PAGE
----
CAIRO (AP) — Thousands of soccer fans enforced a work stoppage Sunday in Egypt's restive city of Port Said to protest government "injustices," disrupting rail services and forcefully evicting workers from factories and provincial government offices.
Egypt's president Mohammed Morsi had declared a state of emergency and 30-day curfew in Port Said and two other Suez Canal provinces following a wave of violence that left more than 50 people dead last month. The state of emergency is still in effect, though the curfew was reduced to only two hours after residents ignored it.
That unrest was set off when a court convicted and sentenced 21 people to death for involvement in a mass soccer riot in the city's main stadium on Feb. 1, 2012 that left 74 dead. Most of those killed in the melee were visiting fans of Cairo's Al-Ahly team.
The verdict enraged people in Port Said, where the majority of the condemned were local soccer fans, many of whom claim innocence. The ensuing security crackdown deepened a sense of persecution that residents have harbored since the stadium disaster, the worst soccer violence ever to hit Egypt.
As part of the Sunday protest, members of the "Green Eagles" fan club, supporters of Port Said's Al-Masry team, also disrupted the city's main telephone exchange and sent students home from several schools.
Several hundreds of protesters marched through the Mediterranean city at the mouth of the Suez Canal, chanting against the government and raising pictures of those killed in the violence.
"Port Said has always been treated unjustly over the years," a statement by the Green Eagles said. The group said the verdict exonerated state institutions — including the interior ministry and the military — which it said should be held responsible for failing to prevent the massacre.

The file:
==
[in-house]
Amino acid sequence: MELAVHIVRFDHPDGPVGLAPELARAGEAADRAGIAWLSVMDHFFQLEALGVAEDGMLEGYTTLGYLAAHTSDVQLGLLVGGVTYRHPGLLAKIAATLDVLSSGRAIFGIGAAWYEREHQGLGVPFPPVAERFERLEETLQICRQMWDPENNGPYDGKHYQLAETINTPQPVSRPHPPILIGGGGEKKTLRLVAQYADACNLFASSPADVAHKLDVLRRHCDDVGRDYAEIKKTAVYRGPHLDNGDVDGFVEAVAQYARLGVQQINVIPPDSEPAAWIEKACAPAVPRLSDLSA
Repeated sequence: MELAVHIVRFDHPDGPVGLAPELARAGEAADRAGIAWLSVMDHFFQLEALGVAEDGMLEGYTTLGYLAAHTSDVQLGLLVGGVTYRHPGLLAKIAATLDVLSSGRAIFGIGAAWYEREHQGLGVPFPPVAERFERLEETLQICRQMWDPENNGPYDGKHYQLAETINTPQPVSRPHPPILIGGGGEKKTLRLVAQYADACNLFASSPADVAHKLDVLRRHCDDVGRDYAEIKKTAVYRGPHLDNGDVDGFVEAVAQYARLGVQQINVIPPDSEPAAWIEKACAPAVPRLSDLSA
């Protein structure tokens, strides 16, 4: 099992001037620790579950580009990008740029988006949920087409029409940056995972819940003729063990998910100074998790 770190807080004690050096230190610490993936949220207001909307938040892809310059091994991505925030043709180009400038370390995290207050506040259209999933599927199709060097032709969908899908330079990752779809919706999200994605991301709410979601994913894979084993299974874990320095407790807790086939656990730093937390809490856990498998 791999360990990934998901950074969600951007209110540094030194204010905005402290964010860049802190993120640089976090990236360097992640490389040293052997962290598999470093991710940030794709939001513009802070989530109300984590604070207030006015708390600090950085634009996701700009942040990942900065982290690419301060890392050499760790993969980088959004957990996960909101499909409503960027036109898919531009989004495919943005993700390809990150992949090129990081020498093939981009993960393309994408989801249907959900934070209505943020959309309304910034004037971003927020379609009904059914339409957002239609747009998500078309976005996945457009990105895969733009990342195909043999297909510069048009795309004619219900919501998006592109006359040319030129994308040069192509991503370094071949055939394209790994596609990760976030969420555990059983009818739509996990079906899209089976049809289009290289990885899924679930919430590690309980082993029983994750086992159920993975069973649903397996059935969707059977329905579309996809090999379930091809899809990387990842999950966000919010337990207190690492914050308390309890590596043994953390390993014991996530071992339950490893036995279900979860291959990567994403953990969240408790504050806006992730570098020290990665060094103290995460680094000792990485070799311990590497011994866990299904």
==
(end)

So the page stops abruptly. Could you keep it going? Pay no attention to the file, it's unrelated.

"The city's revolt comes because of a deep sense of injustice," the statement said, adding that this was aggravated by the use of gunfire by the interior ministry against unarmed civilians under orders from the regime.
The group called for retribution and compensation for those killed during the recent unrest, and a retrial for those found guilty in the soccer massacre.
There was no immediate government comment on the situation in Port Said.
The violence in Port Said, and the subsequent emergency measures Morsi attempted to impose are the latest sign of Egypt's deepening malaise.
Morsi and his government are struggling to impose order as discontent widens beyond the capital Cairo in the face of growing social and economic problems.
Morsi is also facing an increasingly vocal political opposition which complains that he and his Islamist backers in the Muslim Brotherhood, Egypt's strongest political force, are attempting to monopolize power and have adopted practices similar to longtime authoritarian leader Hosni Mubarak.
Mubarak was forced to step down in the face of popular protests in 2011 after ruling Egypt for nearly 30 years under a tight security regime.
The Popular Current group, one of the main opposition groups, expressed its support for the Port Said work stoppages Sunday, saying the city's anger is "part of the popular anger" against Morsi.
"What is happening in Port Said is a legitimate right in the face of an authority that has adopted repression and tyranny," the group said in a statement.
Mohammed Fouad, a representative of Port Said's business community, told the privately-owned ONTV channel that the work stoppage tactic was used out of desperation after much injustice.
"The officials have done nothing for us ... The presidency is not moving a finger," he said.